... Tennyson's The Princess

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Longmans, Green, and Company, 1896 - 142 pages

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Page 115 - ... him in the valley ; let the wild Lean-headed Eagles yelp alone, and leave The monstrous ledges there to slope, and spill Their thousand wreaths of dangling water-smoke, That like a broken purpose waste in air : So waste not thou ; but come; for all the vales Await thee ; azure pillars of the hearth Arise to thee; the children call, and I Thy shepherd pipe, and sweet is every sound, Sweeter thy voice, but every sound is sweet; Myriads of rivulets hurrying thro' the lawn, The moan of doves in immemorial...
Page 117 - For woman is not undevelopt man, But diverse : could we make her as the man, Sweet Love were slain : his dearest bond is this. Not like to like, but like in difference. Yet in the long years liker must they grow ; The man be more of woman, she of man; He gain in sweetness and in moral height, Nor lose the wrestling thews that throw the world ; She mental breadth, nor fail in childward care, Nor lose the childlike in the larger mind; Till at the last she set herself to man, Like perfect music unto...
Page 53 - Tears, idle tears, I know not what they mean, Tears from the depth of some divine despair Rise in the heart, and gather to the eyes, In looking on the happy Autumn-fields, And thinking of the days that are no more. " Fresh as the first beam glittering on a sail, That brings our friends up from the underworld, Sad as the last which reddens over one That sinks with all we love below the verge ; So sad, so fresh, the days that are no more.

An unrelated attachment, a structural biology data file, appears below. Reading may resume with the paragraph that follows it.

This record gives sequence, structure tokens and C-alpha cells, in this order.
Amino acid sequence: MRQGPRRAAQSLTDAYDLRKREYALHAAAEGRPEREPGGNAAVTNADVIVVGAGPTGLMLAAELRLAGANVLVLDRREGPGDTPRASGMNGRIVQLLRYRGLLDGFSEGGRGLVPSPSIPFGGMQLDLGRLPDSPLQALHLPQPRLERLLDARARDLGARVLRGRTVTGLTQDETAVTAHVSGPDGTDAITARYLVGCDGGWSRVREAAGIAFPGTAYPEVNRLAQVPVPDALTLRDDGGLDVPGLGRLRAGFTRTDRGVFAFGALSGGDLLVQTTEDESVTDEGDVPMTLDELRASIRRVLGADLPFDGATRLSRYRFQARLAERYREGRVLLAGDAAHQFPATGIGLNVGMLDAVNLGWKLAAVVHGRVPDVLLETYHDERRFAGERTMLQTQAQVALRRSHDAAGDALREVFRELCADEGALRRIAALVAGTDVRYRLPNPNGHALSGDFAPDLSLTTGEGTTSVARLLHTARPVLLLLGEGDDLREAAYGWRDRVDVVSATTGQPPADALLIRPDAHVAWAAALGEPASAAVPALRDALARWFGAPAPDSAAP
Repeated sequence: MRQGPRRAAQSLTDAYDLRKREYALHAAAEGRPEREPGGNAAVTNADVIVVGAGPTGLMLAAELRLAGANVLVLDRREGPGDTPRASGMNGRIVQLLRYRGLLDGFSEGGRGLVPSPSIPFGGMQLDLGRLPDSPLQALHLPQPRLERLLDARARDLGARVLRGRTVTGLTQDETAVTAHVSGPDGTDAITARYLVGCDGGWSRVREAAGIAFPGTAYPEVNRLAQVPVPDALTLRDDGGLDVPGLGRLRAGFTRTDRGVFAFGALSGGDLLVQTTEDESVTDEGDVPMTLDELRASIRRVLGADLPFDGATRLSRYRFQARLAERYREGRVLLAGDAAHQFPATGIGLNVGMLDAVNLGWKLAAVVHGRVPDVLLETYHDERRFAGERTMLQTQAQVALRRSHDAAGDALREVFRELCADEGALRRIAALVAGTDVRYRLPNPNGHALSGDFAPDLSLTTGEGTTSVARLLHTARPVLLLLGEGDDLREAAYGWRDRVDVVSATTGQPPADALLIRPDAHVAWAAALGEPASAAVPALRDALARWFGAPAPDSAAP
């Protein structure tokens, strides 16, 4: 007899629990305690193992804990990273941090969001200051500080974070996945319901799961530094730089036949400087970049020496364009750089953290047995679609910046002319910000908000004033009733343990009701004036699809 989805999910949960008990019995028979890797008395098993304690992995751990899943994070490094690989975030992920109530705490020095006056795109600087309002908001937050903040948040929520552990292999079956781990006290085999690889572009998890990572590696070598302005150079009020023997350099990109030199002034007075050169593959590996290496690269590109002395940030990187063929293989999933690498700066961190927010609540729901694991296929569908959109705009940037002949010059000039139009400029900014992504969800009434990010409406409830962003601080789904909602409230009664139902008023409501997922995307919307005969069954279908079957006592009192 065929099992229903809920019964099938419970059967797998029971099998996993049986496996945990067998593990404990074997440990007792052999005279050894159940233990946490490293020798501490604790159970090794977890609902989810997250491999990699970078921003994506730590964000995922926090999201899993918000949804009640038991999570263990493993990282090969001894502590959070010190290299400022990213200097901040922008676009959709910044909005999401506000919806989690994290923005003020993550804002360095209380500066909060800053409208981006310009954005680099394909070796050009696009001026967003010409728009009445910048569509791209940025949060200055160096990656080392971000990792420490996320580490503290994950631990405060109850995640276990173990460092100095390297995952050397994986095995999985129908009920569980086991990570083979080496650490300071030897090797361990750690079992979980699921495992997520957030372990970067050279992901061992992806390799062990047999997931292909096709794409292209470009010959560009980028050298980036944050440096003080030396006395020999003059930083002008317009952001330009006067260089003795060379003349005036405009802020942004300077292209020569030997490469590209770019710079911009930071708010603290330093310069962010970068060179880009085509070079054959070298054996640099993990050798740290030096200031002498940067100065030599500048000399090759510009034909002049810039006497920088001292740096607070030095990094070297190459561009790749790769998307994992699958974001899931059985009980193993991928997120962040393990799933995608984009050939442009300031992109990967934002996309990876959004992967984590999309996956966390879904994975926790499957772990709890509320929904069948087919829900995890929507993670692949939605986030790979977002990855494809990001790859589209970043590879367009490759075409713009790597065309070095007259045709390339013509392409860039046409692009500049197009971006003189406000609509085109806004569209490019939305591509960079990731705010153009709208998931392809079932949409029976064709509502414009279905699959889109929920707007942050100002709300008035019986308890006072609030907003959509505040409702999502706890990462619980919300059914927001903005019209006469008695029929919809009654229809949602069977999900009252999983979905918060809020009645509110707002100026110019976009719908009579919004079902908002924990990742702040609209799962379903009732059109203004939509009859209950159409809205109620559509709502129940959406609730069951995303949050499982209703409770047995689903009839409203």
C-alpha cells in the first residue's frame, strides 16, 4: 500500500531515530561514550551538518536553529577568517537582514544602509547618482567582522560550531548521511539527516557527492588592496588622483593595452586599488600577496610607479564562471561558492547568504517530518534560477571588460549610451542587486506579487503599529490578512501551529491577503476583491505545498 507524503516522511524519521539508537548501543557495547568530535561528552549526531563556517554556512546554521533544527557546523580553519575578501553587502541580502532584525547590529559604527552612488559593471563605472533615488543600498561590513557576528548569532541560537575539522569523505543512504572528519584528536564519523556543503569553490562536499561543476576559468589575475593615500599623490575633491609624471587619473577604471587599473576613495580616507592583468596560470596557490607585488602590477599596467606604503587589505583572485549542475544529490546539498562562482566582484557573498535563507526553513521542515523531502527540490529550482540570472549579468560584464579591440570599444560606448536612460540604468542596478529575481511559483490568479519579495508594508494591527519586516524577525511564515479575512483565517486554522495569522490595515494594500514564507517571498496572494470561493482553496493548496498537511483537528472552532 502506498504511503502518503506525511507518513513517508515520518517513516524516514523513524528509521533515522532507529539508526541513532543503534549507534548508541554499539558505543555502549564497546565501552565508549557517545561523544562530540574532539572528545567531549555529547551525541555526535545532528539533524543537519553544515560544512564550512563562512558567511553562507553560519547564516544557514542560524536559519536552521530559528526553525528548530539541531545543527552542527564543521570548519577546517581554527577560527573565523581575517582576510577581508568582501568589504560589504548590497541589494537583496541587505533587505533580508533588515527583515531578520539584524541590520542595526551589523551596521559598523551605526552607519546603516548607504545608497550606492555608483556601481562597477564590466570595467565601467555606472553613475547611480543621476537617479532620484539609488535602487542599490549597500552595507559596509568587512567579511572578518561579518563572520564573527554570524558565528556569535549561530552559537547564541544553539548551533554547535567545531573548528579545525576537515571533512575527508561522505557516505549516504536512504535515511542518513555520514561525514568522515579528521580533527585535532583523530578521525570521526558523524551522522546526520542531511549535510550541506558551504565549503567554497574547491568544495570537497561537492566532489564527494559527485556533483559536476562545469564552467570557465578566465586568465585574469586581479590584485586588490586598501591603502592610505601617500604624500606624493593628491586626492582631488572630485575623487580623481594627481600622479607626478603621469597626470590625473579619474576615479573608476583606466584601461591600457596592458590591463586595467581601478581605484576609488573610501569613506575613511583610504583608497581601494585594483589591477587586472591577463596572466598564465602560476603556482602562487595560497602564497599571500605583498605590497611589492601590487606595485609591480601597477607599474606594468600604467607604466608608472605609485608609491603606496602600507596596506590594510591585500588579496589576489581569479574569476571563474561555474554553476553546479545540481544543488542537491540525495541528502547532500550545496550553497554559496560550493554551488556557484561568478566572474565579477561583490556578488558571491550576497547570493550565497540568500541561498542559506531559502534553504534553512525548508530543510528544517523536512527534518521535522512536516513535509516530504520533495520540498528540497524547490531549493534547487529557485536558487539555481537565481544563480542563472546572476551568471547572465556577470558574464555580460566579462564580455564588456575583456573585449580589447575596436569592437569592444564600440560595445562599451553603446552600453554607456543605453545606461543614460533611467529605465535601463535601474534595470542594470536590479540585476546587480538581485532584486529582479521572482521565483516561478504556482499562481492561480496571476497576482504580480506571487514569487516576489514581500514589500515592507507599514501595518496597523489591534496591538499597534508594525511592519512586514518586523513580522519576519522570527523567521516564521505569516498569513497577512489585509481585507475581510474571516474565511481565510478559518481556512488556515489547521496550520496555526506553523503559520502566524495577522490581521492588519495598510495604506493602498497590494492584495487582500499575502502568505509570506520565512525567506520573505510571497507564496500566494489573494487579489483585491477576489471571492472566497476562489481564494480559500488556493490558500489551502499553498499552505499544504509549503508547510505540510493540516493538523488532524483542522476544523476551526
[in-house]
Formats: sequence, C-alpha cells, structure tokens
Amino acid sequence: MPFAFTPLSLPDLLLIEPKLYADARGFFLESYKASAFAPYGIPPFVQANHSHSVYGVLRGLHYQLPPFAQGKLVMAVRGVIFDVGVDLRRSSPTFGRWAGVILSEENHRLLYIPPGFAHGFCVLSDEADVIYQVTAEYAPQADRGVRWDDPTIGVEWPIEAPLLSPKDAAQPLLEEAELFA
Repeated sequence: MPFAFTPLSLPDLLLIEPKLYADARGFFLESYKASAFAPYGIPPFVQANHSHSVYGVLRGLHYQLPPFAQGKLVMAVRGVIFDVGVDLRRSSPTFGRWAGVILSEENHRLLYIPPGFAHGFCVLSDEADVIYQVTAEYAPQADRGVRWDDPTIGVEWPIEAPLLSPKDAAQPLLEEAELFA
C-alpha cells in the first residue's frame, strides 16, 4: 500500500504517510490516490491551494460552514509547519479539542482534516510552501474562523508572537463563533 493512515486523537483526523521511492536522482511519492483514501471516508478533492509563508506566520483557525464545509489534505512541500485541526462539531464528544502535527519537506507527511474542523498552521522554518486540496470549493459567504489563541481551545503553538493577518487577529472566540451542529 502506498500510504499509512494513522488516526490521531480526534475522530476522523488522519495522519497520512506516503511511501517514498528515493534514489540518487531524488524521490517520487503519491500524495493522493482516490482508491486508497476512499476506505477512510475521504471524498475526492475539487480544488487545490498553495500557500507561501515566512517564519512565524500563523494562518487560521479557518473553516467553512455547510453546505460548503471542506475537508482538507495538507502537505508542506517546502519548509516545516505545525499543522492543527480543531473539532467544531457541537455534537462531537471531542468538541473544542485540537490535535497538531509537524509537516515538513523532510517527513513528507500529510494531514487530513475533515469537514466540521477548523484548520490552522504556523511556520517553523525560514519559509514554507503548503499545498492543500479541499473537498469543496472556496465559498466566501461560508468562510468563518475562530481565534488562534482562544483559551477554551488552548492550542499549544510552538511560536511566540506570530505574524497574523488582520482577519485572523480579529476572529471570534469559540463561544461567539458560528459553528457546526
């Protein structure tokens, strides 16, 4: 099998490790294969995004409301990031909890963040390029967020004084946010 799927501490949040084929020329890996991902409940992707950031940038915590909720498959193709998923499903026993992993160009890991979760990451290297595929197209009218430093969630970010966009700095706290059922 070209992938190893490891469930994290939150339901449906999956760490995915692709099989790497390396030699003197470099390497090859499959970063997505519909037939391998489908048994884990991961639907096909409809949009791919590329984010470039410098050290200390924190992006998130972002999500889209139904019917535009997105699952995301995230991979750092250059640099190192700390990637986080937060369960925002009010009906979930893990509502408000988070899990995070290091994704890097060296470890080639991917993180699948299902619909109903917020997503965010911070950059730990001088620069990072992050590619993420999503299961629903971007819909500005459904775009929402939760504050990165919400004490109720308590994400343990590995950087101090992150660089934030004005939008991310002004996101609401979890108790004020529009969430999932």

Page 113 - Now sleeps the crimson petal, now the white ; Nor waves the cypress in the palace walk ; Nor winks the gold fin in the porphyry font : The fire-fly wakens : waken thou with me. Now droops the milkwhite peacock like a ghost, And like a ghost she glimmers on to me. Now lies the Earth all Danae to the stars, And all thy heart lies open unto me. Now slides the silent meteor on, and leaves A shining furrow, as thy thoughts in me. 170 Now folds the lily all her sweetness up, And slips into the bosom of...
Page 124 - The princess thought, that of all sublunary things knowledge was the best : she desired first to learn all sciences, and then proposed to found a college of learned women, in which she would preside, that, by conversing with the old, and educating the young, she might divide her time between the acquisition and communication of wisdom, and raise up for the next age, models of prudence, and patterns of piety.
Page 118 - Yet was there one thro' whom I loved her, one Not learned, save in gracious household ways, Not perfect, nay, but full of tender wants, No Angel, but a dearer being, all dipt In Angel instincts, breathing Paradise...
Page 22 - This world was once a fluid haze of light, Till toward the centre set the starry tides, • And eddied into suns, that wheeling cast The planets : then the monster, then the man ; Tattoo'd or woaded, winter-clad in skins, Raw from the prime, and crushing down his mate ; As yet we find in barbarous isles, and here Among the lowest.
Page 52 - The splendour falls on castle walls And snowy summits old in story: The long light shakes across the lakes, And the wild cataract leaps in glory.
Page 19 - The Princess ; liker to the inhabitant Of some clear planet close upon the Sun, Than our man's earth ; such eyes were in her head, And so much grace and power, breathing down From over her arch'd brows, with every turn Lived thro' her to the tips of her long hands, And to her feet.
Page 118 - Happy he With such a mother ! faith in womankind Beats with his blood, and trust in all things high Comes easy to him, and tho' he trip and fall He shall not blind his soul with clay.

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